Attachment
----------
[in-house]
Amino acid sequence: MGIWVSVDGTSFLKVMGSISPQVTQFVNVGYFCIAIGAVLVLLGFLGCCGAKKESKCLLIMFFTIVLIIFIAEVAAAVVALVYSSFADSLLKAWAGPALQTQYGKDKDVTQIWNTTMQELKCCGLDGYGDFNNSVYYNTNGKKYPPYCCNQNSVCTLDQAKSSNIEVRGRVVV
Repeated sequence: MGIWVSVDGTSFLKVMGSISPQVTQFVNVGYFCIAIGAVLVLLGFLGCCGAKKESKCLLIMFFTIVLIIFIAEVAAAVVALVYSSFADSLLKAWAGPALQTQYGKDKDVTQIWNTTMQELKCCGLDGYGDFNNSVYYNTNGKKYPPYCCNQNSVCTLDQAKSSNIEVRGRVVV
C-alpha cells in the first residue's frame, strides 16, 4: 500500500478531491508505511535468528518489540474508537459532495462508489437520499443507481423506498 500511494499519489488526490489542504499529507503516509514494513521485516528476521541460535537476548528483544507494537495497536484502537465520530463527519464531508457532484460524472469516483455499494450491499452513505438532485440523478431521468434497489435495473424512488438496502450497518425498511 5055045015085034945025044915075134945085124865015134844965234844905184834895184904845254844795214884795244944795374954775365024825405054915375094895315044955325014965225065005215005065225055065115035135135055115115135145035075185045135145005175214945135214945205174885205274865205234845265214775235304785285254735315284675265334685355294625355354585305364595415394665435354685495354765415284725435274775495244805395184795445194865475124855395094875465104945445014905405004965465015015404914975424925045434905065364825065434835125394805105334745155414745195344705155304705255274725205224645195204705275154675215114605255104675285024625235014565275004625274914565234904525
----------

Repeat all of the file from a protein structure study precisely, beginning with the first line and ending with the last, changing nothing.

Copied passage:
[in-house]
Amino acid sequence: MGIWVSVDGTSFLKVMGSISPQVTQFVNVGYFCIAIGAVLVLLGFLGCCGAKKESKCLLIMFFTIVLIIFIAEVAAAVVALVYSSFADSLLKAWAGPALQTQYGKDKDVTQIWNTTMQELKCCGLDGYGDFNNSVYYNTNGKKYPPYCCNQNSVCTLDQAKSSNIEVRGRVVV
Repeated sequence: MGIWVSVDGTSFLKVMGSISPQVTQFVNVGYFCIAIGAVLVLLGFLGCCGAKKESKCLLIMFFTIVLIIFIAEVAAAVVALVYSSFADSLLKAWAGPALQTQYGKDKDVTQIWNTTMQELKCCGLDGYGDFNNSVYYNTNGKKYPPYCCNQNSVCTLDQAKSSNIEVRGRVVV
C-alpha cells in the first residue's frame, strides 16, 4: 500500500478531491508505511535468528518489540474508537459532495462508489437520499443507481423506498 500511494499519489488526490489542504499529507503516509514494513521485516528476521541460535537476548528483544507494537495497536484502537465520530463527519464531508457532484460524472469516483455499494450491499452513505438532485440523478431521468434497489435495473424512488438496502450497518425498511 5055045015085034945025044915075134945085124865015134844965234844905184834895184904845254844795214884795244944795374954775365024825405054915375094895315044955325014965225065005215005065225055065115035135135055115115135145035075185045135145005175214945135214945205174885205274865205234845265214775235304785285254735315284675265334685355294625355354585305364595415394665435354685495354765415284725435274775495244805395184795445194865475124855395094875465104945445014905405004965465015015404914975424925045434905065364825065434835125394805105334745155414745195344705155304705255274725205224645195204705275154675215114605255104675285024625235014565275004625274914565234904525